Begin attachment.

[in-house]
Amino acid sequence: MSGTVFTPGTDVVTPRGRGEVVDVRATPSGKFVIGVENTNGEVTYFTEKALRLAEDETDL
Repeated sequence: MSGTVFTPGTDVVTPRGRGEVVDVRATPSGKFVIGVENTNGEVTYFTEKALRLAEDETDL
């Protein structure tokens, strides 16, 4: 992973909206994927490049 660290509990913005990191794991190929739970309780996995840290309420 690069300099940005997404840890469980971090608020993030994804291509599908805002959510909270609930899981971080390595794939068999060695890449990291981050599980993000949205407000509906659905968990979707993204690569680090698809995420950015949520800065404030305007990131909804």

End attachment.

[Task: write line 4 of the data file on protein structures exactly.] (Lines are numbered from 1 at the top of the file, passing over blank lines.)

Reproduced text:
């Protein structure tokens, strides 16, 4: 992973909206994927490049 660290509990913005990191794991190929739970309780996995840290309420 690069300099940005997404840890469980971090608020993030994804291509599908805002959510909270609930899981971080390595794939068999060695890449990291981050599980993000949205407000509906659905968990979707993204690569680090698809995420950015949520800065404030305007990131909804």